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Craigellachie Distillery: Exploring Craigellachie 13, 17, 23 & more

Craigellachie 13 from Craigellachie Distillery

Founded in 1891, Craigellachie Distillery has long contributed whisky to renowned Scotch blends, including those of its current parent company, John Dewar & Sons.

Drinkers have only been able to experience Craigellachie’s unique distillery character since it was launched as a single malt in 2014, soon earning itself a rep as ‘the bad boy of Speyside’.

“Speyside whisky tends to be quite an approachable dram that you’d probably refer to a whisky novice to go and try,” says Andy Wren, Craigellachie Distillery’s Australian brand ambassador.

“But because of its ancient production techniques, Craigellachie Distillery – from the heart of the Speyside region – actually has this massive, robust, sulphurous style to it.

“‘The ‘bad boy of Speyside’ really refers to the fact that this is an unexpected Speyside dram, and what you’re going to get is a really big, almost muscular experience when you’re drinking it, as opposed to soft and delicate and pretty,” he says.

Sulphur is not always a desirable trait in whisky, but at Craigellachie Distillery it is naturally produced in the distilling process, rather than being an unwanted character picked up from barrels during maturation.

“We use a process called ‘worm tubs’ and that way of condensing the whisky ensures there’s loads of sulphur left in the final spirit,” explains Wren.

“The sulphur notes in the whisky, because they’re supported by big malty notes and big pineapple notes as well, it actually just adds weight and body. Without it, Craigellachie would probably be a little bit thin.”

Wren points out that the peat smoke adored by fans of Islay whiskies is not really an attractive flavour in isolation, either.

“But when it goes with fruit and the distillation flavours underneath that, it actually supports it really well and it can season the whisky brilliantly,” he says.

He estimates that no more than five of Scotland’s 110 distilleries still use worm tubs in production.

“Most distilleries, as they evolve over time, become more efficient. Their processes change and the way they make the whisky becomes a bit more streamlined,” he says.

“Modern condensers use lots of copper in the condensing tube, which removes sulphur and reduces the weight of the whisky.”

The archaic approach has certainly done Craigellachie Distillery no harm, with Craigellachie 23 winning ‘Best in Show’ at the San Francisco Spirits Awards 2015.

Then in March this year, Craigellachie 31 was named World’s Best Single Malt at the World Whiskies Awards 2017, an accolade the distillery is quite rightfully still celebrating.

If you are lucky enough to track down an extremely rare bottle of the latter, for the cool price of $3100, you can experience Craigellachie at its most enchanting.

“Beautifully balanced, smooth and rich, a swirl of smoke and sulphur accentuate the sumptuous fruits of kiwi and pineapple. The tang of old, leather bound books and tobacco emerge, with a hint of meatiness of a beef consommé,” assesses Dewar’s master blender Stephanie MacLeod.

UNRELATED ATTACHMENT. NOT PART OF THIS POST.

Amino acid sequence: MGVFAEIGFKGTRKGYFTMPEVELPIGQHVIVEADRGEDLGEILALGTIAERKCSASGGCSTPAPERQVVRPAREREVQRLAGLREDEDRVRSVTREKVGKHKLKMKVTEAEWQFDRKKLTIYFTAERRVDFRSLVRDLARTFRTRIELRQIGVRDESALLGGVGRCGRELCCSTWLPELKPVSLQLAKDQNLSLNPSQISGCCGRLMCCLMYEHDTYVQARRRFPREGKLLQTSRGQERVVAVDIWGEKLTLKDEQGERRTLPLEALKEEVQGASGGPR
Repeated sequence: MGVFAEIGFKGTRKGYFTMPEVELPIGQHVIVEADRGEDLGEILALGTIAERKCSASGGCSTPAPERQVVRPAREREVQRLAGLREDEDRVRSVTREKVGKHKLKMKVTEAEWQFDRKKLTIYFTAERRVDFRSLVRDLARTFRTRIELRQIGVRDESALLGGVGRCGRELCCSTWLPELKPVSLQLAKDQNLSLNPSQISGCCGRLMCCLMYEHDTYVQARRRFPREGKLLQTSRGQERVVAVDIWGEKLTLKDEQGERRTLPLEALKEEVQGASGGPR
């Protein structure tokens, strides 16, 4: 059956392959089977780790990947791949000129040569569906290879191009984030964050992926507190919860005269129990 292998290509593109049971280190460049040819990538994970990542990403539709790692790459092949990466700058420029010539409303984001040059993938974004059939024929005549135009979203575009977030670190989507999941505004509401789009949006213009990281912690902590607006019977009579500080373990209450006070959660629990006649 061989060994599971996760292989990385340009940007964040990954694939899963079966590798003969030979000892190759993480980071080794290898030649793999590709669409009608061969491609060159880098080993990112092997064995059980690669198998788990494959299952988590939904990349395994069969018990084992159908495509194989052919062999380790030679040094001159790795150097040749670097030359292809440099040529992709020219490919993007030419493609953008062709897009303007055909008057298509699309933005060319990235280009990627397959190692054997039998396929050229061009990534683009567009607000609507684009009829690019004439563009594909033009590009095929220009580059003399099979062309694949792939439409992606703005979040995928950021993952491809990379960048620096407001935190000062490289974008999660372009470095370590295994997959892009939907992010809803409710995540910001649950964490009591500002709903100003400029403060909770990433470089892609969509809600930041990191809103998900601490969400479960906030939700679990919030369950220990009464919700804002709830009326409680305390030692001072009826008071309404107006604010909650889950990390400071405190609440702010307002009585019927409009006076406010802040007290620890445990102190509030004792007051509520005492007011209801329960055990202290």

Craigellachie 13 Years Old

At the other end of the hierarchy is Craigellachie 13 Years Old, which Andy Wren says is Craigellachie at its most confronting.

“It’s relatively young, so you’re still getting that sparkle on the tongue from the alcohol. With the robust nature of the whisky – the sulphur, with the big hit of tropical fruit – I think in the mouth it’s almost the most explosive flavour you can get,” he says.

“As the whisky gets older, I believe the fruit becomes brighter and sweeter. The softening of the alcohol in the ageing process almost heroes this fruit.”

Craigellachie 17 Years Old

Also in the range is Craigellachie 17 Years Old; the distillery further defies convention by only releasing whiskies at prime number ages.

“I think the purpose of that is to show how old fashioned and stubborn and stuck in their ways they are!” says Wren.

He says the rugged nature of Craigellachie makes it a Speyside that may appeal to fans of cask strength whiskies, as well as Islay’s more challenging output.

“If you do like an Ardbeg or a Lagavulin, I reckon something like this will be really pleasing to your palate because you just like that high intensity style of whisky that’s powerful and it makes you think,” he says.

“For fans of Islay that have toured the whole island, and they want something a little bit different, I would push them towards the Craigellachie and see how they enjoy that, versus their favourite Islays.”

According to Wren, the ‘bad boy of Speyside’ exemplifies the limitations of relying too heavily on regionality to signal the character of a Scottish single malt.

“I think regions are almost set up as a guidance piece. I tend to look at them as less holistic and each distillery has its own character,” he says.

“In Islay, where you get your smoky whiskies and your big peat monsters, there’s a distillery from there called Bruichladdich, which do a classic malt [The Classic Laddie] and it’s a light, delicate floral whisky.

“You could say Craigellachie has characteristics other Speysides do, in that there’s a nice tropical heart to it. But other than that, the characteristics are a bit more blustery and a bit more coastal,” says Wren.

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